Toyota revealed the 2016 Prius and now we may actually know a bit more about what a fully self-driving Toyota will look like. But it probably won’t appear or act anything like the new Prius, and also won’t be available for a while.
While many automakers are competing to provide partially autonomous cars and Google is going for the ambitious goal of fully autonomous vehicles without a steering wheel or gas and brake pedals, Toyota hasn’t geared up the self-driving car race. However, that’s doesn’t mean the Japanese automaker is taking a backseat to Google and even Apple, in fact they have made a sizeable bet on automation recently.
Toyota announced that publicly announced that they are investing approximately $50 million over the next five years to establish a joint research initiative with Stanford and MIT to study artificial intelligence (AI) and its “application to intelligent vehicles and robotics.” Toyota also announced the hiring of Dr. Gill Pratt, former program manager at the Defense Advanced Research Projects Agency (DARPA) and leader of its famous Robotics Challenge events, to direct the AI research for Toyota.
Pratt has maintained in interviews that the important part such a project is to understand that in the case of fully autonomous cars, taking control from the driver is the hardest part. Pratt will coordinate research led by Daniela Rus, director of the MIT’s Computer Science and Artificial Intelligence Laboratory, and by Fei-Fei Li, director of the Stanford Artificial Intelligence Laboratory. The university research teams are working with Toyota to develop advanced intelligent systems that will be able to recognize, understand and act in complex traffic environments according to Toyota’s press release.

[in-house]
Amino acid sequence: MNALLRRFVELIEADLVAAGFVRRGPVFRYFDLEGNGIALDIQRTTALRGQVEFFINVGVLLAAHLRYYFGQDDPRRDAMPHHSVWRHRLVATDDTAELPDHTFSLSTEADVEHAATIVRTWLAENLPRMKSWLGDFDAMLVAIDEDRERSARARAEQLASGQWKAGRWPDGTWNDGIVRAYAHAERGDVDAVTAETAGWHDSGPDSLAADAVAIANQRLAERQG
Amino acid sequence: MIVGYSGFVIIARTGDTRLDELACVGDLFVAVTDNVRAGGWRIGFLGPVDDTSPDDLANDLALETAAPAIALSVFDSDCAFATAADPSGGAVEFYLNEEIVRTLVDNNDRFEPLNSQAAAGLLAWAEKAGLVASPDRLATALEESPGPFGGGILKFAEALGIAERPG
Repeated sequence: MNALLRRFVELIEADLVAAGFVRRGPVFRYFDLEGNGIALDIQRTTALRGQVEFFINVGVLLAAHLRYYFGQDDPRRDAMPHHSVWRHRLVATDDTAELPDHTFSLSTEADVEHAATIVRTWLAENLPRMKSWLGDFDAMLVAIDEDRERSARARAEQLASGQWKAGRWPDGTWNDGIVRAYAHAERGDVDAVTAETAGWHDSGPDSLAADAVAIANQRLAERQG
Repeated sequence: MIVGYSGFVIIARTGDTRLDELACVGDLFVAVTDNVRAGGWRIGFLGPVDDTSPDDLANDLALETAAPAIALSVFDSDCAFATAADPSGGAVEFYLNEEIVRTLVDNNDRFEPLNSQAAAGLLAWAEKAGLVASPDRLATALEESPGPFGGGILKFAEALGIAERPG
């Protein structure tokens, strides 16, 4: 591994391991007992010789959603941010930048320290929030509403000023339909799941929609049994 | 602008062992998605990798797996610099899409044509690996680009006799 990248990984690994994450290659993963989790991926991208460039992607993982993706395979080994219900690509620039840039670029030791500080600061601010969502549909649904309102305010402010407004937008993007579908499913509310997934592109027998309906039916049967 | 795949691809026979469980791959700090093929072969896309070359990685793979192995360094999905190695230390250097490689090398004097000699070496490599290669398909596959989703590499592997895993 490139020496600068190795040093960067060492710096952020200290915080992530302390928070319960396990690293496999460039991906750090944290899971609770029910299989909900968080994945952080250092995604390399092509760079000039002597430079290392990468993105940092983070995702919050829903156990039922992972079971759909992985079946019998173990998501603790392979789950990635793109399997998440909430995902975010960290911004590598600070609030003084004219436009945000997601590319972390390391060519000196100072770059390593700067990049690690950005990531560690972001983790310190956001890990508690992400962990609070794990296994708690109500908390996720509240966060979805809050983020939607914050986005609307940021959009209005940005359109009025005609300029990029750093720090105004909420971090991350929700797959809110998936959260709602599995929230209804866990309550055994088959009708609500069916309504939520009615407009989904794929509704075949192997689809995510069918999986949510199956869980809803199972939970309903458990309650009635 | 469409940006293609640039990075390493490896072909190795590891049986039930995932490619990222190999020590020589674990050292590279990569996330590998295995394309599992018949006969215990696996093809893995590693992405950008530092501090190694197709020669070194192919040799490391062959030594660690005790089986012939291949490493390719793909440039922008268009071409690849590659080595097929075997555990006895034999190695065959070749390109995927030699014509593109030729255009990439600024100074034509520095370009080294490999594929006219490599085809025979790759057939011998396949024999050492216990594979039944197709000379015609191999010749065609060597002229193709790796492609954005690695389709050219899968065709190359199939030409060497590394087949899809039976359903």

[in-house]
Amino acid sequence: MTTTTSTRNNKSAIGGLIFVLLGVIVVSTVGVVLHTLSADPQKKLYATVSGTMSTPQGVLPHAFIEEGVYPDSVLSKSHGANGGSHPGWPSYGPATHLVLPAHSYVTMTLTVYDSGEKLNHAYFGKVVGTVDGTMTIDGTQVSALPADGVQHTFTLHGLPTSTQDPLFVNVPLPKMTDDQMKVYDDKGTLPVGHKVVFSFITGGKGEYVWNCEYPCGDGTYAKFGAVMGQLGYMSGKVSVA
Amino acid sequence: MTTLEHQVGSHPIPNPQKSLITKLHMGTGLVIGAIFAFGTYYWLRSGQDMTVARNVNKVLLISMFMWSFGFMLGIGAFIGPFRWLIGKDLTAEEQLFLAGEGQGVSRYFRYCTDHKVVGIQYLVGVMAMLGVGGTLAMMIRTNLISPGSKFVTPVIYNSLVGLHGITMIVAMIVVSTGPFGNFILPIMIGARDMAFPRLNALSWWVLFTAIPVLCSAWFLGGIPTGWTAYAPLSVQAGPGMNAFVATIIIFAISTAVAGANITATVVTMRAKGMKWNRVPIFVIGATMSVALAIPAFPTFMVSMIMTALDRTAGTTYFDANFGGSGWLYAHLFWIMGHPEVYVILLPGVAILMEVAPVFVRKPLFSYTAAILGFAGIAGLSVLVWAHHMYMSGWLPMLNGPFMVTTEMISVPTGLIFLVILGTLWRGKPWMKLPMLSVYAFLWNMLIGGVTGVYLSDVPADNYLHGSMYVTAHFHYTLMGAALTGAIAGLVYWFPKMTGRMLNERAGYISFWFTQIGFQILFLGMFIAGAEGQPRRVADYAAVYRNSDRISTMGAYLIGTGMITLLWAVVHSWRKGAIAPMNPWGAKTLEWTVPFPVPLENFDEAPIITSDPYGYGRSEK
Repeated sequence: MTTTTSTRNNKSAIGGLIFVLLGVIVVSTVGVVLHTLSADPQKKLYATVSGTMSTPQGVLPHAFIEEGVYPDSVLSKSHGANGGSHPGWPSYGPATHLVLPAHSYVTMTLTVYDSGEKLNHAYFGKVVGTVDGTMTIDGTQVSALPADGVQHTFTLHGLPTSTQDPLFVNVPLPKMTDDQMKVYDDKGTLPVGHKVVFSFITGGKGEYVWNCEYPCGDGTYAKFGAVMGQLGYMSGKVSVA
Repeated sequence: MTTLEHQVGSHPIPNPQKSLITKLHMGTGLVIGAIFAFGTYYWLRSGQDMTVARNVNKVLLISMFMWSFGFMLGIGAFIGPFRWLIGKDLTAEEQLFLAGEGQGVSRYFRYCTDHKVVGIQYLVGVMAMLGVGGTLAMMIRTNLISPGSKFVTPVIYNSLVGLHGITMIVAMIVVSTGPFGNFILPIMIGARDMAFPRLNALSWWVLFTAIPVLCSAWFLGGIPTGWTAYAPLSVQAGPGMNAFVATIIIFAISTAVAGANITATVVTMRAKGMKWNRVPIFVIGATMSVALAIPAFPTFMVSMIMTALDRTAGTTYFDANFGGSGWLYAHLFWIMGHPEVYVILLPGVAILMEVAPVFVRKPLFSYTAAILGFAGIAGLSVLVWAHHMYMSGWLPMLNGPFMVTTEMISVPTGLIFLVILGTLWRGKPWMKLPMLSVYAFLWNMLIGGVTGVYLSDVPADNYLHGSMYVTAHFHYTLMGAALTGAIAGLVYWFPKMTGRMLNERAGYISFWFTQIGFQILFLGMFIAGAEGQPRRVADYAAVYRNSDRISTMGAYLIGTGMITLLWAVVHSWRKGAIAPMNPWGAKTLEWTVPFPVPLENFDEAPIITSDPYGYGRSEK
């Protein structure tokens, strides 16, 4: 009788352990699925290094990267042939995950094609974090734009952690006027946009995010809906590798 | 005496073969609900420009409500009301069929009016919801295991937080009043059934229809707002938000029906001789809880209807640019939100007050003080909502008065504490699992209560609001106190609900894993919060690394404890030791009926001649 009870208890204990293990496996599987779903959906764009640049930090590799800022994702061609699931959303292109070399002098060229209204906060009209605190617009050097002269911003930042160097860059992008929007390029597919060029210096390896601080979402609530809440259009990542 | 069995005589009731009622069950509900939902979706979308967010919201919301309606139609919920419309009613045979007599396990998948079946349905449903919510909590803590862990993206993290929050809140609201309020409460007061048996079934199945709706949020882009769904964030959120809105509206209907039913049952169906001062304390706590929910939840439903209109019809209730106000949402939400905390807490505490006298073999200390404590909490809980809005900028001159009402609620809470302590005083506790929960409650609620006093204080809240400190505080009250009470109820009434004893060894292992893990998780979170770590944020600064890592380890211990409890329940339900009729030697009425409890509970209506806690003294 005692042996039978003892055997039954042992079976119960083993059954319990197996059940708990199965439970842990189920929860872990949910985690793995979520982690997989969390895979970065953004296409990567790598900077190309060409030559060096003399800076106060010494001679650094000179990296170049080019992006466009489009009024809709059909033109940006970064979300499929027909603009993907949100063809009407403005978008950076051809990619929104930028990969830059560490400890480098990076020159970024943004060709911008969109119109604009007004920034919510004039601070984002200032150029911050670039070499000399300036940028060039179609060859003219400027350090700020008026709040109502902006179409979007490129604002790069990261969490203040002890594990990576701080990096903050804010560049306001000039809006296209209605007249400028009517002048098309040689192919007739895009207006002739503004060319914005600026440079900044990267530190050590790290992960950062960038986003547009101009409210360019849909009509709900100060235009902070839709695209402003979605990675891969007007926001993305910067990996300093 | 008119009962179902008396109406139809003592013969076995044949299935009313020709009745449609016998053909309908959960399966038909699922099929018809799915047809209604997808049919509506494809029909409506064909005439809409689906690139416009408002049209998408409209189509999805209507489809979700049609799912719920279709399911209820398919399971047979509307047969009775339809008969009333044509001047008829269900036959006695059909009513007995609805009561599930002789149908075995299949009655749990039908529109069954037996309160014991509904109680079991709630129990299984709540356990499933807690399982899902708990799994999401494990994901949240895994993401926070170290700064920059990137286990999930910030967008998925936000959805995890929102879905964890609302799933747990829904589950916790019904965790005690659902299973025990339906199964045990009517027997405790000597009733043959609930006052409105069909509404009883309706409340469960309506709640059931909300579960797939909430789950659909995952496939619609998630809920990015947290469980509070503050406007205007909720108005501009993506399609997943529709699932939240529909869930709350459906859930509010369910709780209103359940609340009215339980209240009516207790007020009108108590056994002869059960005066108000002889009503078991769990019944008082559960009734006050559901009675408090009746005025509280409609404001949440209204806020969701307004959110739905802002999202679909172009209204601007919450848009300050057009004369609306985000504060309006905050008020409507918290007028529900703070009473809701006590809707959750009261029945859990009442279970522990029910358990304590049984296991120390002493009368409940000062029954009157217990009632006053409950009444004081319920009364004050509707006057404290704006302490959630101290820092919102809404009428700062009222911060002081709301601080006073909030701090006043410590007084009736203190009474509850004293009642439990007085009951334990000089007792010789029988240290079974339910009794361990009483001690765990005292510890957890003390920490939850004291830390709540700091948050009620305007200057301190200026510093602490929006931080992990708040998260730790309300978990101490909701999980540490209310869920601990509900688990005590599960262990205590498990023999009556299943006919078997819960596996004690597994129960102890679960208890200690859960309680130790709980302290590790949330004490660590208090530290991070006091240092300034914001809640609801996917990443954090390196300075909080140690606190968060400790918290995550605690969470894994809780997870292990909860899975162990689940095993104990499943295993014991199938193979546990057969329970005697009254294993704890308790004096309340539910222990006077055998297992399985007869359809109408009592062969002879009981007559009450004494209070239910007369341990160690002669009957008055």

What’s interesting is that every automaker notes that the biggest hurdle is helping humans cope with the transition to robot cars. There have been many articles about the dangers of what could happen to the distracted driver where suddenly something completely unexpected happens. With a fully autonomous car, it is inherent to the design to compensate due to the risk of a driver unable to make potentially required split-second decisions.
Since the roads and systems these cars operate are not automated the way the cars will be, they need to be programmed with the proper protocols to react in real time. That’s why the development of an AI might be the next step in this technology. The goal of the Toyota research is to push their brand and technology into as of yet unexplored frontiers such as the case of how to deal with the driver-machine hand-off. No doubt that the challenge these scientists, researchers and engineers face would be understanding human driver behavior and habits. It’s true that this is just the beginning and Toyota has a long way before we go from the new Prius vehicles on the road in early 2016 to AI controlled cars. However pushes for the development of such technology indicate the inevitability of their arrival. It begs the question: what will the modern human driver be like?